thereby making it probable that much of their cotton was transferred to Mexican hands at San Antonio, and might pass out of the country safely as Mexican property. The enemy did advance as far as Roma. The object of the order was to save the cotton, both of the Government and country, from falling into his hands and to gain time, until I could make my military arrangements for protecting its transit. These arrangements were made promptly, and before even I knew of the publication of the order organizing the bureau. I announced that the cotton of the Government and people could then pass in safety, and revoked my prohibitory order.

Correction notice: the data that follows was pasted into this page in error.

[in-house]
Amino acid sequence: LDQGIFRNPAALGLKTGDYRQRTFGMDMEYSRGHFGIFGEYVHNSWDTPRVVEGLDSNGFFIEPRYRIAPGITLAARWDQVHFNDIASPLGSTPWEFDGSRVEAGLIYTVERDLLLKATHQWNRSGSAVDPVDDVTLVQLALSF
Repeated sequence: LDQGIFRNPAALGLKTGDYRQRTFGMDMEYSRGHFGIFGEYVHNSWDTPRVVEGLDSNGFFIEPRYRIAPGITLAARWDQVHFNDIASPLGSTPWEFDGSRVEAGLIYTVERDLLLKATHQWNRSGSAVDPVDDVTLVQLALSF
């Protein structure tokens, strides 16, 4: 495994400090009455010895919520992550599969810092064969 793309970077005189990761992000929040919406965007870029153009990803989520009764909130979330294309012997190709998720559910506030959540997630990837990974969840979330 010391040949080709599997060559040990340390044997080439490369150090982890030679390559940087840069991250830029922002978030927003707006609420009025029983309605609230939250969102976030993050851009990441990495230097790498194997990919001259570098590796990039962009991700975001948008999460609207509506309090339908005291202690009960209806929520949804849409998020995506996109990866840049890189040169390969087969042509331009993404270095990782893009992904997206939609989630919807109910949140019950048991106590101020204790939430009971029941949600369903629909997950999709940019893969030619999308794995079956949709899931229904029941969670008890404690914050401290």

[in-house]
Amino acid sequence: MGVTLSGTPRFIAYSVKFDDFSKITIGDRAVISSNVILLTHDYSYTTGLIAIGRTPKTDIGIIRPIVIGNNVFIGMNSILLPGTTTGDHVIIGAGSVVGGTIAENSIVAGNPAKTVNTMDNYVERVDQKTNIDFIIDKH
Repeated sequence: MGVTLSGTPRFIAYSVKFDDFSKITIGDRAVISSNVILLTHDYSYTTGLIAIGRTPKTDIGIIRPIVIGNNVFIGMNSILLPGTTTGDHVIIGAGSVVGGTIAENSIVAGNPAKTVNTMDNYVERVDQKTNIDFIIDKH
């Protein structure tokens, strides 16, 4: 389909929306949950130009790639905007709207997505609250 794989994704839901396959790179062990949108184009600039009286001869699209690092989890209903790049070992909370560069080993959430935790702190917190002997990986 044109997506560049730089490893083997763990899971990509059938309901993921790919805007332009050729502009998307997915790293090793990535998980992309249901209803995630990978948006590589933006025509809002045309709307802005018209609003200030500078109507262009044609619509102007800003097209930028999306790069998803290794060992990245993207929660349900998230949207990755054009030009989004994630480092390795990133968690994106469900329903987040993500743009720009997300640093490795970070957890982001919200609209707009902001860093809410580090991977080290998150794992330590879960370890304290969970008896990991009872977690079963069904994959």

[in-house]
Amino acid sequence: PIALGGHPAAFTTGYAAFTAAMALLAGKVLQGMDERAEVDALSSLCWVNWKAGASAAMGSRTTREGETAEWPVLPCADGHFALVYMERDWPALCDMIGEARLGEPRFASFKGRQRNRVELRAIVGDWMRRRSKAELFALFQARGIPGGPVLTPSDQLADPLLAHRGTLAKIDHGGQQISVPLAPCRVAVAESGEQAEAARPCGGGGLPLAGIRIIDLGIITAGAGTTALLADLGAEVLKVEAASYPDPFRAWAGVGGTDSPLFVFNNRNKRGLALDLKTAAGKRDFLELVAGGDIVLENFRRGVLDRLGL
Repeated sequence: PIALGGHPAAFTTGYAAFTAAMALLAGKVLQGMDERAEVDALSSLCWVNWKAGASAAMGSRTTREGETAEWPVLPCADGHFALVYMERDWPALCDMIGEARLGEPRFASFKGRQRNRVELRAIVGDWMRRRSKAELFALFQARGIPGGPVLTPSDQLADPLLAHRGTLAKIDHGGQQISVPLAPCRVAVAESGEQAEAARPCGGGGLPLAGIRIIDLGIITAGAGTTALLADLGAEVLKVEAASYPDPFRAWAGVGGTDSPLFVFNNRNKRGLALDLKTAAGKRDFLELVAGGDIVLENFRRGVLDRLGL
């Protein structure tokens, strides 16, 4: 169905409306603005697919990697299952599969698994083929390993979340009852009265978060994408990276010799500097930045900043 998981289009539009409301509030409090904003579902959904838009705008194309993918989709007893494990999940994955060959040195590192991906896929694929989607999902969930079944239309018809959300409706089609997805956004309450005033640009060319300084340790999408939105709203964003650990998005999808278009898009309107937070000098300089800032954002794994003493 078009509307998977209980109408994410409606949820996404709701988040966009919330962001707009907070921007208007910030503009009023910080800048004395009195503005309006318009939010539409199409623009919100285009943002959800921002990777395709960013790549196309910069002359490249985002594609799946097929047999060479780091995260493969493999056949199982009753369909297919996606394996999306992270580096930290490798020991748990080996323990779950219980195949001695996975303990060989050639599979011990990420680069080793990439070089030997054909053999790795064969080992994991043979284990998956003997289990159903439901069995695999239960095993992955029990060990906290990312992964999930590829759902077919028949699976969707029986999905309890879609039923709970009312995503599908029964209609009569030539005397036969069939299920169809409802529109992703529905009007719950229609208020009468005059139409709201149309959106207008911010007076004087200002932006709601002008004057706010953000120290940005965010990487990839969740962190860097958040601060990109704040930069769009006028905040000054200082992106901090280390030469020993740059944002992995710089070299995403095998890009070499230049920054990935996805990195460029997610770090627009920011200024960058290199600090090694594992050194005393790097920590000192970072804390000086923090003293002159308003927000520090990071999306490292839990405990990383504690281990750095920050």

At the time the letter was published I also ordered that cotton should not be transported, either public or private, on the railroad until further orders, because the army, men and horses, had nearly been starved for the want of provisions and forage, by the indisposition of the subordinate employes of the railroads to permit these articles to be transported over their roads while cotton paid them so much better. This prohibition had been made some time previous as to private cotton, and it was now extended to Government cotton, as the transportation of troops and supplies from the Sabine, where Lieutenant-General Smith had ordered me to mass them, with a view of marching to Cotile, on Red River, back to the relief of Saluria, taxed all the means of the railroads to their utmost capacity, and I did not and shall never hesitate, when the safety of the country demands it, to order the transportation of troops and supplies over railroads in preference to cotton, Government or private, whenever the transportation of the latter interferes with that of troops and supplies, and of this I cannot consent, in the absence of specific orders in each case from some officer superior in rank to myself, that anybody shall be the judge except the proper officer of the Quartermaster's Department charged with the transportation of troops and supplies. Accordingly, before the reception of Lieutenant-General Smith's instructions, through Captain West, assistant adjutant-general, I had informed the cotton bureau that whenever they had cotton to send over the roads, Captain Garey, assistant quartermaster, Provisional Army, C. S., at Houston, charged with the duty, would give orders for the transportation of such cotton over the roads whenever it did not interfere with that of troops and supplies, which must in all cases have preference. Thus it will be seen that I could not have made other arrangements to guard and protect the districts intrusted to my charge. I will here mention that as soon as the danger of the enemy's moving up Matagorda Peninsula became apparent, I proceeded in person to the mouths of the Caney and San Bernard, near which places I concentrated the larger portion of the army under my command, and finding that the mouths of those rivers could be easily and strongly fortified, so as to retard or prevent a successful flank movement by the enemy into the richest part of Texas, I called upon the planters of Fort Bend, Matagorda, and Brazoria Counties for their negroes to do this work promptly, and my agents found that a number of negroes had been exempted by the cotton bureau from impressment. Not believing that such a power as this could have been conferred upon the cotton bureau to act thus independently of myself, I caused these exemptions to be revoked, and directed the cotton bureau to be informed that the labor of the country was required for its defense. Again, before I left that region, a vessel with 300 arms and some 20,000 pounds of